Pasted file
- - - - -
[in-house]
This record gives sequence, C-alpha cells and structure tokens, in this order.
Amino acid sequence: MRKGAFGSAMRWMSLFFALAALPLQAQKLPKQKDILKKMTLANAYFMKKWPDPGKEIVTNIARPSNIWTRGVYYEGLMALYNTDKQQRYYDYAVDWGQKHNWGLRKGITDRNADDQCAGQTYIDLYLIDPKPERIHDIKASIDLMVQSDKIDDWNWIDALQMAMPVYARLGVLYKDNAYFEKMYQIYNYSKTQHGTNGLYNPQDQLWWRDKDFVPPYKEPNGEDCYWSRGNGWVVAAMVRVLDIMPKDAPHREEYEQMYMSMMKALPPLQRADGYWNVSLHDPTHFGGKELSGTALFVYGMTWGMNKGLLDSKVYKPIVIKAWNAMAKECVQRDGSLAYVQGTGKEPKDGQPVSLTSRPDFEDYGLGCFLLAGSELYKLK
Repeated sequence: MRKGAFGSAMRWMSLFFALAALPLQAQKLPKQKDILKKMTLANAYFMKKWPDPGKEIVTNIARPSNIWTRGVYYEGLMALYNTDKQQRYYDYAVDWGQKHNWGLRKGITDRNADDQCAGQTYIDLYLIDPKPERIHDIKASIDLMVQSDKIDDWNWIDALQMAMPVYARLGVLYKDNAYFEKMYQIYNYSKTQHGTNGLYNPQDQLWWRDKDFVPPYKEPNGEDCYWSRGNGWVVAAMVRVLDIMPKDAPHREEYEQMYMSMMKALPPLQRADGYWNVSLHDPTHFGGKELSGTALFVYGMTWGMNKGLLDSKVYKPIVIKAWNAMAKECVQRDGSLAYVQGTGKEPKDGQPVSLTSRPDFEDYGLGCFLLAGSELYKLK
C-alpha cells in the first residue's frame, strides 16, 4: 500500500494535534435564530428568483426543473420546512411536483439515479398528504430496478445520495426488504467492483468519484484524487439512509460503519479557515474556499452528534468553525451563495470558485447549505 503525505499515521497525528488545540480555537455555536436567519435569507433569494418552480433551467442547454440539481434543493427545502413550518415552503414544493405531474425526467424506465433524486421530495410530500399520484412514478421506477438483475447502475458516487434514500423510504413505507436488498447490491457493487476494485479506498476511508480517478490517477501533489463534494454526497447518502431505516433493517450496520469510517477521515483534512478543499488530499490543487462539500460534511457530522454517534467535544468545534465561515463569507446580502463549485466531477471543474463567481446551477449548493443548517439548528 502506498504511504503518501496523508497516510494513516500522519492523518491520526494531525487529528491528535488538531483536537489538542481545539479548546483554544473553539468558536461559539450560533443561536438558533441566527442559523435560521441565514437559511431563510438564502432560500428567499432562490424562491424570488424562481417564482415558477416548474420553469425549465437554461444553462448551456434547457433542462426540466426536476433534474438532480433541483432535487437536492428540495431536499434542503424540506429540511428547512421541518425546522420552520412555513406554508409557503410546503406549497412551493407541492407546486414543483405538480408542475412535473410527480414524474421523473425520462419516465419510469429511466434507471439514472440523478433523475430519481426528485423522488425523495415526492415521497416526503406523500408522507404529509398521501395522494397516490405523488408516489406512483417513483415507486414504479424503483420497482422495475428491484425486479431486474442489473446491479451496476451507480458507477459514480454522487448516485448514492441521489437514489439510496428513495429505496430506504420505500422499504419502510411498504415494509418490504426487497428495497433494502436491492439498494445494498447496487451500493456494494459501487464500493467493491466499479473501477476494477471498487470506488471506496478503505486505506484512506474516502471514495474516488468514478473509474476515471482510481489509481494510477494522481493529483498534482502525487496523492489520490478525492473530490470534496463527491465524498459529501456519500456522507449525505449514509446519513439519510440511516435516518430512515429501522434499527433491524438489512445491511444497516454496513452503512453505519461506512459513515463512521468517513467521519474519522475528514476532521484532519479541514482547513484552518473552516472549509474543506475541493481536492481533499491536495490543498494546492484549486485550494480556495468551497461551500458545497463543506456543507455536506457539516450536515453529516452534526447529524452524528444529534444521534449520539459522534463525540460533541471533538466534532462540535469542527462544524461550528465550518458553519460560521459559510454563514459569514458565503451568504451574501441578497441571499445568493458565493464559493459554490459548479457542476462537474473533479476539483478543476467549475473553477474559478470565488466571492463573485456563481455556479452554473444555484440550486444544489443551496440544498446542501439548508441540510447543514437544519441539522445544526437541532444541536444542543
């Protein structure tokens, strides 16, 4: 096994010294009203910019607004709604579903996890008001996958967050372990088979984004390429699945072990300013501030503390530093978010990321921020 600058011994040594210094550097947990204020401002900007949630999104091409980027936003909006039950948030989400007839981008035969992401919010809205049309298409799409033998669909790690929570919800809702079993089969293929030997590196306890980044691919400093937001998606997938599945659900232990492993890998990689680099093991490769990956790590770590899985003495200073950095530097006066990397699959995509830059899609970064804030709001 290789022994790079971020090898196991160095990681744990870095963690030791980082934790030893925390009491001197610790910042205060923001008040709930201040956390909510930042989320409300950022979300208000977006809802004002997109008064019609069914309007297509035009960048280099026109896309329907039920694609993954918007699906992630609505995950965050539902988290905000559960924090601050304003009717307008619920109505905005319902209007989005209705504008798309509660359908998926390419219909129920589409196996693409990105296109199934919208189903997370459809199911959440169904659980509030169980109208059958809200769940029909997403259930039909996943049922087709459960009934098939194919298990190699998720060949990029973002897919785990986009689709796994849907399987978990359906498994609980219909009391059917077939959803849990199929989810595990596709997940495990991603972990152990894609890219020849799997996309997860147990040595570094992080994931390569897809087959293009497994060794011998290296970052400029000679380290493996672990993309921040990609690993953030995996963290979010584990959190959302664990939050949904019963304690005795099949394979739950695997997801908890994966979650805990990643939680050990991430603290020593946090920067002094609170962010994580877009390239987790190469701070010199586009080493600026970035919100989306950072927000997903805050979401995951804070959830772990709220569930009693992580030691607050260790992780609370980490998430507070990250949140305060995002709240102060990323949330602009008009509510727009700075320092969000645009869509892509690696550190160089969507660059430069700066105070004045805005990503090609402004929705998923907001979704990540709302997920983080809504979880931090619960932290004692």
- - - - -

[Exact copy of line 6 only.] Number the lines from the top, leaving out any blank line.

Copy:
């Protein structure tokens, strides 16, 4: 096994010294009203910019607004709604579903996890008001996958967050372990088979984004390429699945072990300013501030503390530093978010990321921020 600058011994040594210094550097947990204020401002900007949630999104091409980027936003909006039950948030989400007839981008035969992401919010809205049309298409799409033998669909790690929570919800809702079993089969293929030997590196306890980044691919400093937001998606997938599945659900232990492993890998990689680099093991490769990956790590770590899985003495200073950095530097006066990397699959995509830059899609970064804030709001 290789022994790079971020090898196991160095990681744990870095963690030791980082934790030893925390009491001197610790910042205060923001008040709930201040956390909510930042989320409300950022979300208000977006809802004002997109008064019609069914309007297509035009960048280099026109896309329907039920694609993954918007699906992630609505995950965050539902988290905000559960924090601050304003009717307008619920109505905005319902209007989005209705504008798309509660359908998926390419219909129920589409196996693409990105296109199934919208189903997370459809199911959440169904659980509030169980109208059958809200769940029909997403259930039909996943049922087709459960009934098939194919298990190699998720060949990029973002897919785990986009689709796994849907399987978990359906498994609980219909009391059917077939959803849990199929989810595990596709997940495990991603972990152990894609890219020849799997996309997860147990040595570094992080994931390569897809087959293009497994060794011998290296970052400029000679380290493996672990993309921040990609690993953030995996963290979010584990959190959302664990939050949904019963304690005795099949394979739950695997997801908890994966979650805990990643939680050990991430603290020593946090920067002094609170962010994580877009390239987790190469701070010199586009080493600026970035919100989306950072927000997903805050979401995951804070959830772990709220569930009693992580030691607050260790992780609370980490998430507070990250949140305060995002709240102060990323949330602009008009509510727009700075320092969000645009869509892509690696550190160089969507660059430069700066105070004045805005990503090609402004929705998923907001979704990540709302997920983080809504979880931090619960932290004692």